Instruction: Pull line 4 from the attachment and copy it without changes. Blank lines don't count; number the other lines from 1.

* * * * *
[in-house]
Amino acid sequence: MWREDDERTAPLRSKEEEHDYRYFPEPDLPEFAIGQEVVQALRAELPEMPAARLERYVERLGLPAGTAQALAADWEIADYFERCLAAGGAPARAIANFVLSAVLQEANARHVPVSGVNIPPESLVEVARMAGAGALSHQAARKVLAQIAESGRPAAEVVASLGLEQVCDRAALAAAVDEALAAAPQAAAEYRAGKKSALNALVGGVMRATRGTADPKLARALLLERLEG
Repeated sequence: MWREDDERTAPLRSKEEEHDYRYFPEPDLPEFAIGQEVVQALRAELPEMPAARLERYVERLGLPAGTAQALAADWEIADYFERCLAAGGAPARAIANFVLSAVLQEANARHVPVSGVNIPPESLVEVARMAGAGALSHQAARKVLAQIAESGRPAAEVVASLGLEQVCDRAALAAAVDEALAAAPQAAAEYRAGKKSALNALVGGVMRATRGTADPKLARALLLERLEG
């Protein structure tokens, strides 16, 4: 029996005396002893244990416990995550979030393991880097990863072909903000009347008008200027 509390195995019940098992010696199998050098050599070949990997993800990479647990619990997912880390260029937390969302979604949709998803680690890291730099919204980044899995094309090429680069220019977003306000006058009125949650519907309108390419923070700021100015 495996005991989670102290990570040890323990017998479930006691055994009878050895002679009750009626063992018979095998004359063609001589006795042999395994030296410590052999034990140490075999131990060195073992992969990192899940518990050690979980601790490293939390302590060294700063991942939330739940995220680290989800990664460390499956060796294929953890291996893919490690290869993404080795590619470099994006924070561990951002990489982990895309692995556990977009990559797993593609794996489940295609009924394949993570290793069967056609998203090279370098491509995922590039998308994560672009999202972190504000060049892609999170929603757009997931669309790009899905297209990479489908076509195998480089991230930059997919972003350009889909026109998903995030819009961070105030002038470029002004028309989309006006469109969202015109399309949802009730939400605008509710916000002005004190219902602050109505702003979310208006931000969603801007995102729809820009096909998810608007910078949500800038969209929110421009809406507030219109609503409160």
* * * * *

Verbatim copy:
């Protein structure tokens, strides 16, 4: 029996005396002893244990416990995550979030393991880097990863072909903000009347008008200027 509390195995019940098992010696199998050098050599070949990997993800990479647990619990997912880390260029937390969302979604949709998803680690890291730099919204980044899995094309090429680069220019977003306000006058009125949650519907309108390419923070700021100015 495996005991989670102290990570040890323990017998479930006691055994009878050895002679009750009626063992018979095998004359063609001589006795042999395994030296410590052999034990140490075999131990060195073992992969990192899940518990050690979980601790490293939390302590060294700063991942939330739940995220680290989800990664460390499956060796294929953890291996893919490690290869993404080795590619470099994006924070561990951002990489982990895309692995556990977009990559797993593609794996489940295609009924394949993570290793069967056609998203090279370098491509995922590039998308994560672009999202972190504000060049892609999170929603757009997931669309790009899905297209990479489908076509195998480089991230930059997919972003350009889909026109998903995030819009961070105030002038470029002004028309989309006006469109969202015109399309949802009730939400605008509710916000002005004190219902602050109505702003979310208006931000969603801007995102729809820009096909998810608007910078949500800038969209929110421009809406507030219109609503409160």